During recent years, political discussions about how to deal with cannabis use have become increasingly centered on harm reduction and liberalization in large parts of the Western world. In Sweden, however, no such re-framing of the issue has occurred. There has been political status quo with emphasis on prohibition and zero tolerance. This study aims to elucidate how the cannabis policy discourse in Sweden is characterized today to legitimize restrictive drug policy and counter global changes. Two symposia dedicated to dissemination of cannabis information in Sweden were analyzed to understand how policy players, service providers, and other professionals invited to speak at these events argue to maintain cannabis use a high-profile societal problem that necessitates prohibition. With the help of Carol Bacchi’s theoretical approach “What’s the Problem Represented to be,” we critically analyzed how cannabis is constructed in the material. This meant focusing on what policy and service provision that is described as meaningful and effective as a way to understand what the problem of cannabis is represented to be. Our analysis showed, among other things, that cannabis-positive attitudes are seen as utterly problematic, that youth users are portrayed as extremely vulnerable, and that current government responses are perceived as righteous and compassionate. It also showed how speakers at symposia construct a morally upright “us” who promote “reliable” scientific evidence about the dangers of cannabis. In this way, the choice between keeping prohibition and trying liberalization stands out as one between letting reliable or unreliable research guide drug policy. We conclude that youth becomes a perfect category to rationalize current problematizations; a vessel that may carry and protect drug prohibition in a globalized world where cannabis is increasingly handled like an ordinary commodity.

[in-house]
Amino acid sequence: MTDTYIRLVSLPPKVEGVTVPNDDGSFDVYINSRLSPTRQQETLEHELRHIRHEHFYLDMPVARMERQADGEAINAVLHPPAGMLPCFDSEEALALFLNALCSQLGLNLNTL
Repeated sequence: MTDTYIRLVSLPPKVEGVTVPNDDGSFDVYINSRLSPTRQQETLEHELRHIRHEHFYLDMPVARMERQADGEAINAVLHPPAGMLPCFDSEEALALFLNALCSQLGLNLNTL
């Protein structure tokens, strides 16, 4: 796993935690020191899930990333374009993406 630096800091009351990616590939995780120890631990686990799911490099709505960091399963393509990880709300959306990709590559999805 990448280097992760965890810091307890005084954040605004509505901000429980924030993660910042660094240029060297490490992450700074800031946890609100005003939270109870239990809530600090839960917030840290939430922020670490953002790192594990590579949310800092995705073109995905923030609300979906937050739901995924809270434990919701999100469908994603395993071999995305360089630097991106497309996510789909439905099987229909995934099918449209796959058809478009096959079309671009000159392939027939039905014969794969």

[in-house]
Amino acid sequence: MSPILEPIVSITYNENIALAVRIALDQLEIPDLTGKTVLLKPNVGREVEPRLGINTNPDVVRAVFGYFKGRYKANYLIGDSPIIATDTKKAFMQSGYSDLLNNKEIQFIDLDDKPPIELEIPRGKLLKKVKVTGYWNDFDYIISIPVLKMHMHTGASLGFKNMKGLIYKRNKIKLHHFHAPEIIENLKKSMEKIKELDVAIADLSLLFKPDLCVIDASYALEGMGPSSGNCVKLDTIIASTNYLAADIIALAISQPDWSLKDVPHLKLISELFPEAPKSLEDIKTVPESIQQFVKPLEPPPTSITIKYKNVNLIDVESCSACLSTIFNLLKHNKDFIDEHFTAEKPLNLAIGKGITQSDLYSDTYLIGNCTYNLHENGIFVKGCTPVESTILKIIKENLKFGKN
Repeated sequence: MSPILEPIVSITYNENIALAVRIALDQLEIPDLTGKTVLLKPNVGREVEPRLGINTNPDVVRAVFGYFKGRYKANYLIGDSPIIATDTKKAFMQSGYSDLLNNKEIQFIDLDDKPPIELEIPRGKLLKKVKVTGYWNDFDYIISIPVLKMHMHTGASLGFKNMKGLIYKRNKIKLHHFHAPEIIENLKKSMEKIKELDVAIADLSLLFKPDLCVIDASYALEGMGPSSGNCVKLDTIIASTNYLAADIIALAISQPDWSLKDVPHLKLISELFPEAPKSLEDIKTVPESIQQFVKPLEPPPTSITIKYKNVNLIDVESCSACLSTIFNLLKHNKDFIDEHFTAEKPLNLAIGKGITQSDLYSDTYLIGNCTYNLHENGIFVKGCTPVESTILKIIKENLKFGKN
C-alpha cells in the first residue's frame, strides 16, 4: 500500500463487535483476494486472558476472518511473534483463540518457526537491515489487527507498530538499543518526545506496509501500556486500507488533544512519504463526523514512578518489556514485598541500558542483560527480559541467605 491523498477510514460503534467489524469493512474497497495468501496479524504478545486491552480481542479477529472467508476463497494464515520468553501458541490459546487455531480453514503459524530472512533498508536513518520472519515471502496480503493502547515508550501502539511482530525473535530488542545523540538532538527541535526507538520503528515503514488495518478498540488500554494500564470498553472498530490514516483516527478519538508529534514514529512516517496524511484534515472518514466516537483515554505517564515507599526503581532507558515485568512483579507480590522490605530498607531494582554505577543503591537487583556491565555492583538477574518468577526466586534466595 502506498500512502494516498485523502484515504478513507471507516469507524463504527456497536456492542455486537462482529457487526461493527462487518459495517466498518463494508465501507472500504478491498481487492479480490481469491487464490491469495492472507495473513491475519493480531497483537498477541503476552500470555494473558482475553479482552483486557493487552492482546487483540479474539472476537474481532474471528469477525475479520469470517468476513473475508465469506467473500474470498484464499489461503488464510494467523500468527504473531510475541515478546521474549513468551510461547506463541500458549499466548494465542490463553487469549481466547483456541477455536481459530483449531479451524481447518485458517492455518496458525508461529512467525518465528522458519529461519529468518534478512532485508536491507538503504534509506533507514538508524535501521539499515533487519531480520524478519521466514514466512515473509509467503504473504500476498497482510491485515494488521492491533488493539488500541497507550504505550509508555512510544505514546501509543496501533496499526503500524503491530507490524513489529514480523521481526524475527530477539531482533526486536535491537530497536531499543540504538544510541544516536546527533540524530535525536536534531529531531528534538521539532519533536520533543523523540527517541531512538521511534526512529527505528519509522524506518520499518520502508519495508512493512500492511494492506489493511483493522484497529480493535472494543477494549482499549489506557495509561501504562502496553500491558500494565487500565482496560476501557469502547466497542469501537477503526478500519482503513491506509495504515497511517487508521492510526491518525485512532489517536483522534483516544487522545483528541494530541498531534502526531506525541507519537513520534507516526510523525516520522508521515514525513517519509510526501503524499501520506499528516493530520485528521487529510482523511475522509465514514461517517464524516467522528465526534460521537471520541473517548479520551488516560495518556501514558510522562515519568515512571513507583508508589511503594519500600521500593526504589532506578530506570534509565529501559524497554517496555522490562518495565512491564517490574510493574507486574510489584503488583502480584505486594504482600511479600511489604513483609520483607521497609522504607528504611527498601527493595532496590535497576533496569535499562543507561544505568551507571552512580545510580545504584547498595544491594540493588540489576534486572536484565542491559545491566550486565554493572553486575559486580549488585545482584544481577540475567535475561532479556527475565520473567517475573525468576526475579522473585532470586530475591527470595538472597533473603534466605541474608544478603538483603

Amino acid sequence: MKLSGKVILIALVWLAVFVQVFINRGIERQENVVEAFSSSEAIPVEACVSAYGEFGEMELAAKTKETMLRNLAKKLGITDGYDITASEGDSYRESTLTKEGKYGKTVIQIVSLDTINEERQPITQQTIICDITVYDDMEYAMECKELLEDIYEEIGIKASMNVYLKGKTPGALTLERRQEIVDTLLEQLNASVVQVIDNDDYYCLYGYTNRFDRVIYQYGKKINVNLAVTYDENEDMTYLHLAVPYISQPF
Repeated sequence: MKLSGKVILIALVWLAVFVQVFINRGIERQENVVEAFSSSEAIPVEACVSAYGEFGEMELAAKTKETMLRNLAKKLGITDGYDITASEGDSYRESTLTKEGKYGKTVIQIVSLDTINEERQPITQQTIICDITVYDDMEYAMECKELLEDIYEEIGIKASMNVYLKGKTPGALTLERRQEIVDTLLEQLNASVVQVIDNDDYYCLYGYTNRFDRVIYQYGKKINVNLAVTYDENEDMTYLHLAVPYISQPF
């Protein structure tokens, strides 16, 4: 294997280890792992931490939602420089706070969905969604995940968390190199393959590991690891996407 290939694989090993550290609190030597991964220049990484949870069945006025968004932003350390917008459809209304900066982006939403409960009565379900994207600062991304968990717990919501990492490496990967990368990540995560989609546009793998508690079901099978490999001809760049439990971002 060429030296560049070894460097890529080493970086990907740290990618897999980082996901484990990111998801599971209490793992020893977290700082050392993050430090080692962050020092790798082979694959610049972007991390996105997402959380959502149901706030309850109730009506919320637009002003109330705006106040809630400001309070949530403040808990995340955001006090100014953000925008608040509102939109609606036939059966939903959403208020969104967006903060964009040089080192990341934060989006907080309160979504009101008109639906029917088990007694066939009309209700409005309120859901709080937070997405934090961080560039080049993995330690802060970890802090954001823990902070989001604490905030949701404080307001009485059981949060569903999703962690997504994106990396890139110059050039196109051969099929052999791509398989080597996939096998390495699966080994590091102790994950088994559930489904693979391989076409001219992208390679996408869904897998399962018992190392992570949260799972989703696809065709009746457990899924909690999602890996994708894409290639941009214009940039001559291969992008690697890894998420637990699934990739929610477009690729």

A dawning demand for a new cannabis policy